Facsimiles of three pages

from the memoirs of Carlo Bonaparte, 
MS from the Archives Napoleon,

now in Archives Nationales 
(400 AP. 115 ).


Raggionamento Istorico, o siano memorie domestiche della famiglia di Buonaparle di

Ajaccio in Corsica scritte da me Carlo di Buonaparte quondam Giuseppe l'anno mille e settecento ottanta


Historical relation or

domestic memoirs of the

family Buonaparte of

Ajaccio in Corsica written by me Carlo di Buonaparte son of the late Giuseppe in the year seventeen eighty


Until the age of twelve I was educated by the Jesuits who existed tin Ajaccio] at that time,
and I showed a marked inclination to poetry. One can read in the margin some sonnets and songs mostly dedicated to the God of love who inflames incautious young people when they are not armed against his false seductions. (Not included)
My first amorous passion was for a Forcioli, and though she was without breeding or beauty and of a corresponding age none the less my heart knew no other flame than for her, and without the strong hand of my uncles, who saw with the eyes of reason, I would have flung myself into a marriage that would later have brought me unhappiness and handicapped the fortune of our family.
This should be a good lesson for my descendants, who should never allow themselves to be led by blind passion, but take the advice of those who see with impartial eyes; something very difficult to put into practice, because as the poet says: "If love knows reason it promptly disappears.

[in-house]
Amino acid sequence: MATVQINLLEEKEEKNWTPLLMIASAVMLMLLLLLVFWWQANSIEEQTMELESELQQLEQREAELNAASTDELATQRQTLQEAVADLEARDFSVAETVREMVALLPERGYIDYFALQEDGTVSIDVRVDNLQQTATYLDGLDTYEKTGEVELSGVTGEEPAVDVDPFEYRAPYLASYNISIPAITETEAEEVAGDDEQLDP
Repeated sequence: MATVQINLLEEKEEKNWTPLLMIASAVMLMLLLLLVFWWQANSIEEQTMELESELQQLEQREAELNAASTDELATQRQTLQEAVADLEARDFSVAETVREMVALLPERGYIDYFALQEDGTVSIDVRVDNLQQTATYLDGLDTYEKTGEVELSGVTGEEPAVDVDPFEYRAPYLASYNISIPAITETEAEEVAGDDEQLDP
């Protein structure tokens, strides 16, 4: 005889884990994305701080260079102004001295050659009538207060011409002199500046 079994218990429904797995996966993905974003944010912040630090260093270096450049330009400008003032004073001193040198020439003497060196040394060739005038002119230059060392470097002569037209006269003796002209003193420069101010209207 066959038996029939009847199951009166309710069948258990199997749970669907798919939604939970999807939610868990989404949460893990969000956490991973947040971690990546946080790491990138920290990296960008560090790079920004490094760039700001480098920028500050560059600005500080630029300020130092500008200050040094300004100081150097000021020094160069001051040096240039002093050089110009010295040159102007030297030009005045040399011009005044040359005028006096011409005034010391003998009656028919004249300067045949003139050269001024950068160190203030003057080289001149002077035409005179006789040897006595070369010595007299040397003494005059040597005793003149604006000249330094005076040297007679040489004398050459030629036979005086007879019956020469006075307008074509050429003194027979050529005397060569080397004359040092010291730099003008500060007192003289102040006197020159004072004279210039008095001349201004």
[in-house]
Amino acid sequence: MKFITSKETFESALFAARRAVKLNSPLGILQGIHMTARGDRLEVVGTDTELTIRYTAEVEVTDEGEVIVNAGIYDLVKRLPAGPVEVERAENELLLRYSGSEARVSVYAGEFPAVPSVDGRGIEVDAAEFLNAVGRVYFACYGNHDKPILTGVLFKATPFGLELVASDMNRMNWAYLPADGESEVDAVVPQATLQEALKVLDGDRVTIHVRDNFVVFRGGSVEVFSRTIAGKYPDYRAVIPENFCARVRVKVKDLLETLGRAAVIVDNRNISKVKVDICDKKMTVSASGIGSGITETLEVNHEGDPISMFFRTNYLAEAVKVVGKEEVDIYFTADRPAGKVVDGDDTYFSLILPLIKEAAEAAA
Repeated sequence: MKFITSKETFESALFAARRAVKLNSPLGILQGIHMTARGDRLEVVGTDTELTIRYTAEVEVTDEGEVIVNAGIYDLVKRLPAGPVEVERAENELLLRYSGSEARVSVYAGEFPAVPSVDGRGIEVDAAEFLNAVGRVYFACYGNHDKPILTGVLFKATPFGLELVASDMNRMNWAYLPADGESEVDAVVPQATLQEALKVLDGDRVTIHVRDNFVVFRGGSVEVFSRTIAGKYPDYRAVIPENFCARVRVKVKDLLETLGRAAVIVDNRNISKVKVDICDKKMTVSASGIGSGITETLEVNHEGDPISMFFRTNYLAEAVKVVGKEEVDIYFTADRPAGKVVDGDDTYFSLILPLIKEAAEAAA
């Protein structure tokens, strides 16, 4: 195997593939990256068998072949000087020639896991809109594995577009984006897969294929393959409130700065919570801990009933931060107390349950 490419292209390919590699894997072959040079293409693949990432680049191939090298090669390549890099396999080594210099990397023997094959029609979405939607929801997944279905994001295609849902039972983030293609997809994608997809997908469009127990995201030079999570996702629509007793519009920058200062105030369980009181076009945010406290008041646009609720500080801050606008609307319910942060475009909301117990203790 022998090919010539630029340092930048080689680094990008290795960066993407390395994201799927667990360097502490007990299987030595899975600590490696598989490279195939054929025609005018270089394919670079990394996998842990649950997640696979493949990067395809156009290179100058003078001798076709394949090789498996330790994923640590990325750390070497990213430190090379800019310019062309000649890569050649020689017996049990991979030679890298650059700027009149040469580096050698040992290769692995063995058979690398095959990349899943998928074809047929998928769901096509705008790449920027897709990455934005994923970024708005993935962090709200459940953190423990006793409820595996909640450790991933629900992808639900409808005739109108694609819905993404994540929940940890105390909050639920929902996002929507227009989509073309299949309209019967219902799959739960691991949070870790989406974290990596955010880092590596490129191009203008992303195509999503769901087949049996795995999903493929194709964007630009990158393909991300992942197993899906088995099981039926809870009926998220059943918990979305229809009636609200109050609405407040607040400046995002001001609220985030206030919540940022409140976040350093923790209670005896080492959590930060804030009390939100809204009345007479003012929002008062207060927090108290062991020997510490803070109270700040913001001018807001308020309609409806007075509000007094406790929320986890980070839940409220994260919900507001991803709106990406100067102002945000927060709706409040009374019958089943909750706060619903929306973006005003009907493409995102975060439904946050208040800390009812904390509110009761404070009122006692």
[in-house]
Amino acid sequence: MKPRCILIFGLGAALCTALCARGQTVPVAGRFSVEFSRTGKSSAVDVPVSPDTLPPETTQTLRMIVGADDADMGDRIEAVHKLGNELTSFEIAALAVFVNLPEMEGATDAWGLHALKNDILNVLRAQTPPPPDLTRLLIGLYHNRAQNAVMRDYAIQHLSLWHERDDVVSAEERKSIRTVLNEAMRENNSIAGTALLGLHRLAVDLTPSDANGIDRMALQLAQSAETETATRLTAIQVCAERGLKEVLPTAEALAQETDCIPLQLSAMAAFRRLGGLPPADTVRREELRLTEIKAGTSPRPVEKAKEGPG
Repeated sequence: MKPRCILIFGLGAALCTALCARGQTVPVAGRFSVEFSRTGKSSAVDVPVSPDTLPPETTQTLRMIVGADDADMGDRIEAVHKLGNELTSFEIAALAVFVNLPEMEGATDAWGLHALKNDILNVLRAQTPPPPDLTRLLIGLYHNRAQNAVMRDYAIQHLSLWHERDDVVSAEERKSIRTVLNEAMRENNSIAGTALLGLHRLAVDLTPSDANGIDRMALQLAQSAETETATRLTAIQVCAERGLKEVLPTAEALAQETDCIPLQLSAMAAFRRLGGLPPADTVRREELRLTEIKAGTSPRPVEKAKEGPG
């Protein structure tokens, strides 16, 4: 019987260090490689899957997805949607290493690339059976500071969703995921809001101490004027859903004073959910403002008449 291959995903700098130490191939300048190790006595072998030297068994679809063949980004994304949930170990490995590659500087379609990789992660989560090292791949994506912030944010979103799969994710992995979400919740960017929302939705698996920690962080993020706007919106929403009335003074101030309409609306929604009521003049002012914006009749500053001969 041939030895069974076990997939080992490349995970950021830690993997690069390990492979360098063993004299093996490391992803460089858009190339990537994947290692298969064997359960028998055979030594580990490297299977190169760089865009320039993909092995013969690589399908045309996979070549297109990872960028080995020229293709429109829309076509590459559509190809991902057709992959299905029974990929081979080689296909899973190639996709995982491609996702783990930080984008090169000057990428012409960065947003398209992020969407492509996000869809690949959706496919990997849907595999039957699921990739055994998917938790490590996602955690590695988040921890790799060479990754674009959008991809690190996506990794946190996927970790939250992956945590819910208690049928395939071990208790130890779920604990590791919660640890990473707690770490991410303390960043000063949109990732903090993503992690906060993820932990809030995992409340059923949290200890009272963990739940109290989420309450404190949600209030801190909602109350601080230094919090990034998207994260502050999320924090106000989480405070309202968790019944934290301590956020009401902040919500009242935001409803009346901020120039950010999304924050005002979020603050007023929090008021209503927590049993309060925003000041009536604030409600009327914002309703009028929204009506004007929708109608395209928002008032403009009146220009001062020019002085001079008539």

After various disputes

and incidents inseparable

from thwarted love,

I finally submitted to reason

and agreed to take for

my wife Letizia Ramolino, a young girl of real beauty

and irreproachable

morals,

and this happened on

3 June 1764, about a

year after my father's death . . . 

The said marriage contracted and consummated after some months I departed to Rome for the purpose of studying law, and I left my wife pregnant with a daughter who died

I stayed in Rome the space of about two years, after which, inflamed with love of my country which was then struggling to throw off  the yoke of the Genoese, and learning of the foundation of a university in Corte, I made the decision to return. It was then that I met Signor Pasquale de Paoli, General of the kingdom of Corsica, who received me with such kindness that I made up my mind to pursue my studies in the capital which at that period was flourishing in the arts of arms and of letters . . .